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ABC SportsThe Rise and Fall of Network Sports Television$
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Travis Vogan

Print publication date: 2018

Print ISBN-13: 9780520292956

Published to California Scholarship Online: May 2019

DOI: 10.1525/california/9780520292956.001.0001

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PRINTED FROM CALIFORNIA SCHOLARSHIP ONLINE (www.california.universitypressscholarship.com). (c) Copyright University of California Press, 2019. All Rights Reserved. An individual user may print out a PDF of a single chapter of a monograph in CALSO for personal use.date: 23 October 2019

“The Network of the Olympics”

“The Network of the Olympics”

Starring Muhammad Ali and Howard Cosell

Chapter:
(p.63) Three “The Network of the Olympics”
Source:
ABC Sports
Author(s):

Travis Vogan

Publisher:
University of California Press
DOI:10.1525/california/9780520292956.003.0004

Chapter 3 discusses how ABC adapted Wide World of Sports to cover the Olympics. The show offered year-round promotion for the athletes who would eventually compete in the Olympics, and the high profile event built interest in the show’s weekly installments. Wide World of Sports introduced two of its biggest stars— Muhammad Ali and Howard Cosell—between ABC’s first Olympics, in 1964, and its second, in 1968, when it began to cover the event consistently and bill itself as the “Network of the Olympics.” The duo’s many appearances capitalized on Ali’s polarizing views and Cosell’s similarly divisive defense of the boxer. A key thread in ABC’s coverage of the 1968 Olympics in Mexico City concerned whether the African American athletes—many of whom were inspired by the outspokenness Ali exhibited on Wide World of Sports —would use the games to protest the racism they faced in the country they represented. Tommie Smith and John Carlos’s famous demonstration was ABC’s biggest story of the event, much of which aired during prime time. Wide World of Sports’s creative approach, programming practices, and stars fueled ABC’s investment in and identification with the Olympics.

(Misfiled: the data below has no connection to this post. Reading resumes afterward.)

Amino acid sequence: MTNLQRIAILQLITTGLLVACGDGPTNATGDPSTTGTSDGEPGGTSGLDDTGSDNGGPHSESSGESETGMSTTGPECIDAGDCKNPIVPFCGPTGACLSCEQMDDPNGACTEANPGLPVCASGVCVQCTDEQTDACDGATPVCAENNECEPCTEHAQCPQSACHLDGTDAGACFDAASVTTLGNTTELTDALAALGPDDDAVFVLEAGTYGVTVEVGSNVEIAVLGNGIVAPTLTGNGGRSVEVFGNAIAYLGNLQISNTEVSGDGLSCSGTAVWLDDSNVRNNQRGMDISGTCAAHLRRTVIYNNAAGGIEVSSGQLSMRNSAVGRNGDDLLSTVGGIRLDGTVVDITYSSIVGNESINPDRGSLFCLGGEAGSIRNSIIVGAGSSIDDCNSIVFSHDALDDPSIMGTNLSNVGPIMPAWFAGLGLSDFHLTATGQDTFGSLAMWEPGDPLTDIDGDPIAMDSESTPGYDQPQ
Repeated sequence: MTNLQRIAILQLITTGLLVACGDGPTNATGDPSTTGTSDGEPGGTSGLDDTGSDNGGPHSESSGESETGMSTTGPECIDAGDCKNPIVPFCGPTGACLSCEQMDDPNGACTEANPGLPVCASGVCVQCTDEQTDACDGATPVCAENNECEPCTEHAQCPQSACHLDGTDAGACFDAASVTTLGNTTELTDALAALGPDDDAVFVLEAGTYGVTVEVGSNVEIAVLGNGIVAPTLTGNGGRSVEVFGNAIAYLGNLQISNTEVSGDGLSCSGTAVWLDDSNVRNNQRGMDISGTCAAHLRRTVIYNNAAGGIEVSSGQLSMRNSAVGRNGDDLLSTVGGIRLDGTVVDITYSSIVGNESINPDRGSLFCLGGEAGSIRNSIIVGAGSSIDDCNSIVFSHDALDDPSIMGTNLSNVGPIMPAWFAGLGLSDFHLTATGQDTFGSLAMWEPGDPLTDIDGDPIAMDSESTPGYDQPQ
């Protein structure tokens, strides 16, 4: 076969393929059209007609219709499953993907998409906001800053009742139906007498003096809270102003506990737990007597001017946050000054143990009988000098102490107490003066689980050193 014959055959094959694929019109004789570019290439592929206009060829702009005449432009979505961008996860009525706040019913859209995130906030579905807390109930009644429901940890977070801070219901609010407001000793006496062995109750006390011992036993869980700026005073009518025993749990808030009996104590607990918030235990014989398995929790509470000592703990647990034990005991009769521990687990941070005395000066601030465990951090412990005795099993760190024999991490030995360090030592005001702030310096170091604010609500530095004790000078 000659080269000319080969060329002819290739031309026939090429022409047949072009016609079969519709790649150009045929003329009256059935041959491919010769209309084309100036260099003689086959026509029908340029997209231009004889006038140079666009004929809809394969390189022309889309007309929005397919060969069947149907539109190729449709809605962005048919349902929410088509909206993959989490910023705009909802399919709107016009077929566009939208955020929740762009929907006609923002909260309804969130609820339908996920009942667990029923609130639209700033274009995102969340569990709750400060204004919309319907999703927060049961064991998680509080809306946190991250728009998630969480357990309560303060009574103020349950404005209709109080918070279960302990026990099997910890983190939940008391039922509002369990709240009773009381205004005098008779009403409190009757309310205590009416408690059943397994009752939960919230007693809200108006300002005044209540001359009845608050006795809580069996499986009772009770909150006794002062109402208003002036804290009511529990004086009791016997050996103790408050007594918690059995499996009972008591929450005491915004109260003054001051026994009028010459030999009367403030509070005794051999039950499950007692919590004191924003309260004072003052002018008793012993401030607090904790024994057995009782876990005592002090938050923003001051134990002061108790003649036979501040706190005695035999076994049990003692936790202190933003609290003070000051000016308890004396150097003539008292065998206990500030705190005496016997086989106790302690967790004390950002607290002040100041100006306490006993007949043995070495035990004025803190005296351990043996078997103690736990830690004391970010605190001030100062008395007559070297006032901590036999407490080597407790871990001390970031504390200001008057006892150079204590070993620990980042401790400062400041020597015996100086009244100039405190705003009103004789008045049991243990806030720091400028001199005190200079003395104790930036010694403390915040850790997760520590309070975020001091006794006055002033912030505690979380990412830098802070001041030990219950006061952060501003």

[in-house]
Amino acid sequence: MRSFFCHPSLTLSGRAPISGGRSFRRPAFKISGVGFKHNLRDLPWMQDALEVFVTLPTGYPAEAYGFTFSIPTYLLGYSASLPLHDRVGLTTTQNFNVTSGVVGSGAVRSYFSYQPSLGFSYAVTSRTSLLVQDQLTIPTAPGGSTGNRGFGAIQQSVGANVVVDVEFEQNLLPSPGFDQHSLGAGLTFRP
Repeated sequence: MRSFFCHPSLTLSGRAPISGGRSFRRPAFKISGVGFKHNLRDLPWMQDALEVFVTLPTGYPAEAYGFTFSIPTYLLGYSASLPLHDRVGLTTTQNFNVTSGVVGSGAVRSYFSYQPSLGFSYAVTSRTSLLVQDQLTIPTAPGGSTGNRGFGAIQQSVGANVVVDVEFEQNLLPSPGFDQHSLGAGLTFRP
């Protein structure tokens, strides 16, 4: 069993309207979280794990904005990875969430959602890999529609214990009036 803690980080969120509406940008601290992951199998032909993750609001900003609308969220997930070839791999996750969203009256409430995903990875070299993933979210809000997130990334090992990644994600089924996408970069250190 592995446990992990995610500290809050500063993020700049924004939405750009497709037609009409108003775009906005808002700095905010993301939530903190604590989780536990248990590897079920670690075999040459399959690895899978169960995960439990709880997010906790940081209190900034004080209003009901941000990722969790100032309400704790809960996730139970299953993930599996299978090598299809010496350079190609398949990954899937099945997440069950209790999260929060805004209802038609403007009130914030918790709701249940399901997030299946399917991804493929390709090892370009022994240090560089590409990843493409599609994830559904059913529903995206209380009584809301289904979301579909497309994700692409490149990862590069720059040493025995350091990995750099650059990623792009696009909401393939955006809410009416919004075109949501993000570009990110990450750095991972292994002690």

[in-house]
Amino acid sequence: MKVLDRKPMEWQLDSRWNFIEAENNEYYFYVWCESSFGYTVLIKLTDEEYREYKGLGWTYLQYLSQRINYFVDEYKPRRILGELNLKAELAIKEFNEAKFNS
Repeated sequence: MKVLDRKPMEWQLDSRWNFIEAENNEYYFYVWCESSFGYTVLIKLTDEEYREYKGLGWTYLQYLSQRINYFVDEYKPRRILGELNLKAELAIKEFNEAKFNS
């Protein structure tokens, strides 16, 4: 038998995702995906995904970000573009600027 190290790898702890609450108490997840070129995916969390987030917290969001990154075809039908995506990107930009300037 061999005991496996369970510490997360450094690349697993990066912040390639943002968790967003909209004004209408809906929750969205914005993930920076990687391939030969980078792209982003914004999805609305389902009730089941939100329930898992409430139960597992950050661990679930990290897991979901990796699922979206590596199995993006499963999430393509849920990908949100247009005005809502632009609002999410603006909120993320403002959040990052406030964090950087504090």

Keywords:   Olympics, Wide World of Sports, globalization, Muhammad Ali, Howard Cosell, politics, racism, gender, Roone Arledge

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